Nicole On Phase Two: Opposition To Amyraut Builds

In 1641, Amyraut took the pen to defend Calvin’s view of reprobation, which had been severely criticized in an anonymous work. In this volume, titled Doctrinae J. Calvini de Absoluto Reprobationis Decreto Defensio, Amyraut took occasion to reassert covertly his main positions previously set forth. On the whole, however, this volume was written so as not to antagonize Amyraut’s earlier opponents, and it was framed as a defense of Calvin against the attacks and misrepresentations of a man of decided Arminian convictions. As such, Amyraut’s book received general commendation, notably by A. Rivet. An amplified translation into French, prepared by Amyraut himself, appeared in 1644. It may be of interest to note that both John Davenant (Animadversions … upon … God’s Love to Mankind, London, 1641) and William Twisse (The Riches of Gods Love …, Oxford, 1653) saw fit, as did Amyraut, to write extensively in refutation of this work, produced originally in English by S. Hoard under the title God’s Love to Mankind (1633).

In 1644, at the urgent request of a student, as he avers, Frederic Spanheim (1600–1649) prepared some theses against the view of universal grace, to be used in a public disputation at the University of Leyden. Amyraut, feeling that he was the target of this attack, replied the same year in two dissertations, one on universal grace and another on particular grace, which he set to print together with two other discussions (Dissertationes Quatuor, Saumur, 1645; 2d ed. with two additional dissertations, Saumur, 1660).

Spanheim decided to prepare a thoroughgoing reply and produced a work of some 2,600 pages, including a long historical preface (Exercitationes de Gratia Universali, Leiden, 1646, 3 vols.). In this he left no stone unturned in his efforts to refute Amyraut. Unfortunately, with a work of this size, there was a tendency to digress and to spend time on points of very peripheral importance, such as the type of vocabulary and Latin grammar used by Amyraut. The latter replied in kind and produced a heavy tome: A Sample of Remarks (Specimen Animadversionum in Exercitationes de Gratia Universali, Saumur, 1648). For a ‘sample’ this was ample for the book has some 960 quarto pages and almost equals in length Spanheim’s treatise. The tone was often quite haughty, sometimes virulent to the point of discourtesy. The work was prefaced by a lengthy historical account of the whole controversy addressed to the pastors of France (‘Apologetica Praefatio’).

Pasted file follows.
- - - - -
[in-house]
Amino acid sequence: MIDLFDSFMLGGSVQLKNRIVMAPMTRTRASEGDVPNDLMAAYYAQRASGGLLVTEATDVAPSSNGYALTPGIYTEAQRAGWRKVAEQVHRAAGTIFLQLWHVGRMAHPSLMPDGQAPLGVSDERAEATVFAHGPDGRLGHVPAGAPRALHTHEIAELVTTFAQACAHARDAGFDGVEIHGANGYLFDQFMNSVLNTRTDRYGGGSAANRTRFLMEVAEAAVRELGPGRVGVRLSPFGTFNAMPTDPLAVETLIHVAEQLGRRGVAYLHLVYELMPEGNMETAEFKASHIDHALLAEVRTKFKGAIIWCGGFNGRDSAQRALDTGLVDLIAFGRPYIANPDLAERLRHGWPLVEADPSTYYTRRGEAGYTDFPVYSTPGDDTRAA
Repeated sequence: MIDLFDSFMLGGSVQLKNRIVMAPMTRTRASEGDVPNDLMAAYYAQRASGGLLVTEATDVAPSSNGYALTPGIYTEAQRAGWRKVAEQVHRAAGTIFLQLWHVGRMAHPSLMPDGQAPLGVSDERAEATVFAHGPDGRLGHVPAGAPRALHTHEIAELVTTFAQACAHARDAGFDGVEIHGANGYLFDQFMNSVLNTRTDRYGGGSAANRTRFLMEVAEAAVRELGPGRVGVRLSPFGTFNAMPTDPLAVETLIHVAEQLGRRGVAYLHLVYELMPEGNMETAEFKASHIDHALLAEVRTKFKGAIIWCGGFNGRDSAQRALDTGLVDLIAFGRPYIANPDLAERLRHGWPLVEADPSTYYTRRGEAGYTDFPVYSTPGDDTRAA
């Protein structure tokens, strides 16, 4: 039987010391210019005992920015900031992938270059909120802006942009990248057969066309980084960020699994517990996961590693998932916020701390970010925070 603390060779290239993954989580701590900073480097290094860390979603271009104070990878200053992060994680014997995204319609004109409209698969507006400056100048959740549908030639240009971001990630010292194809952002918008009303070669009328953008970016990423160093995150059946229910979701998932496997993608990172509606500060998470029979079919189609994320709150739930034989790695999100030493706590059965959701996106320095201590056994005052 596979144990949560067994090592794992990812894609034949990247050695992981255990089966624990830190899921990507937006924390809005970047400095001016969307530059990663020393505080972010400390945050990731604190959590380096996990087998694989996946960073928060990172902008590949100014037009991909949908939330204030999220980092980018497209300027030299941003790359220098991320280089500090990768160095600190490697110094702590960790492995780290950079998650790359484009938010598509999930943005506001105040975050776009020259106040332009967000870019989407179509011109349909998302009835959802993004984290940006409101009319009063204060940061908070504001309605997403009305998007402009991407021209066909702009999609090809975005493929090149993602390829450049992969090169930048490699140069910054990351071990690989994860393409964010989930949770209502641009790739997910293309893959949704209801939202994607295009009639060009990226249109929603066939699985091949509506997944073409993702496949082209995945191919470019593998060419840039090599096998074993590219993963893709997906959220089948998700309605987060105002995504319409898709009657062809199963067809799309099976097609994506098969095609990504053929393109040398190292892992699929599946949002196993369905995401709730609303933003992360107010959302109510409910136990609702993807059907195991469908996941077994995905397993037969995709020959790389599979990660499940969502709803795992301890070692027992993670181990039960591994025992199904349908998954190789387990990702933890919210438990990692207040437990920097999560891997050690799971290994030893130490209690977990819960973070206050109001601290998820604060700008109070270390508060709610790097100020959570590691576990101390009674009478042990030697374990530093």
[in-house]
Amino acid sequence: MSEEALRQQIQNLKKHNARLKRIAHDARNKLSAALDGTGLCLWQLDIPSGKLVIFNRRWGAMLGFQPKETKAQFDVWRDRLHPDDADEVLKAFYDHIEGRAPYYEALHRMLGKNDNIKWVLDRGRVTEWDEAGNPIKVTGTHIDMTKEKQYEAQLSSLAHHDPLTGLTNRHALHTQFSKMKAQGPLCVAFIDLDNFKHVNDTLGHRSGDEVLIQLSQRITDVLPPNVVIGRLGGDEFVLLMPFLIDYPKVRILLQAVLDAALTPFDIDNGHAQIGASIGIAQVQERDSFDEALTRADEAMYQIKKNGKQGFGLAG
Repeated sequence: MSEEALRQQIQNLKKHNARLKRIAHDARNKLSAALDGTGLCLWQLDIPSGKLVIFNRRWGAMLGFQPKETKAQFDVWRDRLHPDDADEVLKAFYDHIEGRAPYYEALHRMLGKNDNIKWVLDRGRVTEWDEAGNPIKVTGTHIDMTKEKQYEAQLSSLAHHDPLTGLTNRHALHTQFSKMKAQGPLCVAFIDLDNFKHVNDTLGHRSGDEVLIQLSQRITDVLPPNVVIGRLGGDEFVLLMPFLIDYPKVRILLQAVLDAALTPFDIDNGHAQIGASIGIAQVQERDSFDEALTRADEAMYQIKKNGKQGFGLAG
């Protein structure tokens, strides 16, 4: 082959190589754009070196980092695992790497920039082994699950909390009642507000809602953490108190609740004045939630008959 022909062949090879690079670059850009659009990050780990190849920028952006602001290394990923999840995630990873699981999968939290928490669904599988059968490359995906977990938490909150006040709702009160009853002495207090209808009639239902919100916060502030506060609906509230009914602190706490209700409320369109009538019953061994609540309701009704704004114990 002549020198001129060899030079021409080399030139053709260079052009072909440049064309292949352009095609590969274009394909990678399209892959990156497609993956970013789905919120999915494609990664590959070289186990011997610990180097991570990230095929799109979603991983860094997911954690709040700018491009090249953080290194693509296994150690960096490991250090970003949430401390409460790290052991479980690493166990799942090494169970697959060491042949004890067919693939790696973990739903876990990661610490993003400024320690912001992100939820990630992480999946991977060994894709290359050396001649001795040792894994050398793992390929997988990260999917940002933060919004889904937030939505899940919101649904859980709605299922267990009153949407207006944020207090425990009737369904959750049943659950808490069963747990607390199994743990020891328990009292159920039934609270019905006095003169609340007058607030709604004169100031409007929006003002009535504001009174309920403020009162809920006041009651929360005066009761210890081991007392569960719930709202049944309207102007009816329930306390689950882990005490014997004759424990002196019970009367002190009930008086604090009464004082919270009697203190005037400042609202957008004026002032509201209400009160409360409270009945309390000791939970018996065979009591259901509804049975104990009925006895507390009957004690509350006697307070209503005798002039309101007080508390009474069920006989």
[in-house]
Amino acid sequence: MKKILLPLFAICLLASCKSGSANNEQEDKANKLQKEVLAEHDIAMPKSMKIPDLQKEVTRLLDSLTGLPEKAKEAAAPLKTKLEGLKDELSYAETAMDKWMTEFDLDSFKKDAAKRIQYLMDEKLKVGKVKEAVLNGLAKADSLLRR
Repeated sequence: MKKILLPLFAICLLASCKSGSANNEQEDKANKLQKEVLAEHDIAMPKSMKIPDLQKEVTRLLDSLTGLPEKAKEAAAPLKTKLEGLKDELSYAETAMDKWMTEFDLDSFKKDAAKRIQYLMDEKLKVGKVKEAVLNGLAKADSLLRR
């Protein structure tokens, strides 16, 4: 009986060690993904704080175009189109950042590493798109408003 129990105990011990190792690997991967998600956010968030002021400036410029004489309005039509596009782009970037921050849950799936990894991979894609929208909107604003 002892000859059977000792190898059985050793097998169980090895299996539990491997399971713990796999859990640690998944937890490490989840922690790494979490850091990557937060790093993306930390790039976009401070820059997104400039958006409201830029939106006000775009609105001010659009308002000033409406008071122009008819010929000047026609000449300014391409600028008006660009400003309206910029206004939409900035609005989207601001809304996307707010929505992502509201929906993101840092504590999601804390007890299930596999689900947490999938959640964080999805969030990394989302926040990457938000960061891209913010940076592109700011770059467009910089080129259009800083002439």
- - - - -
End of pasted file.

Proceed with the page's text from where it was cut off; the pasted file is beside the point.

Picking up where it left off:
Meanwhile, Amyraut had published two related works intended to evidence his orthodoxy: one is directed against Arminianism (Fidei M.Amyraldi circa Errores Arminianorum Declaratio, Saumur, 1646; in French 1646); the other deals with free will (Disputatio de Libero Arbitrio, Saumur, 1647). Mention might also be made of important, lengthy apologetic letters sent to A. Rivet and to Irminger of Zurich. The former is known to us only in part through a response to it prepared by Spanheim and published by Rivet; the latter is available in manuscript copies in Zurich, Geneva and Basel.

The ‘Apologetica Praefatio’ aroused objection and unleashed a veritable flurry of refutations. A. Rivet determined now to publish his critique addressed to the Synod of Alençon as mentioned above (Synopsis Doctrinae Mosis Amyraldi … de Natura et Gratia …, Amsterdam, 1649) as well as certain letters dealing with the events of the controversy (Epistolae Apologeticae, Amsterdam, 1648). Pierre du Moulin published a revised edition of his earlier work, previously pirated by de Courcelles (Esclaircissement des Controverses Salmuriennes, Leiden, 1648), and a special discussion of Amyraut’s new book (… de Mosis Amyraldi … Libro Judicium, Rotterdam, 1649), not to mention a very brief, but very damaging extract of statements drawn from Amyraut’s book (Articuli Fidei Amyraldianae, n. pl., 1649) and a letter to his nephew S. de Langle of Rouen in which he added to his previous grievances against the professor of Saumur that he was too lenient toward the Roman Catholics.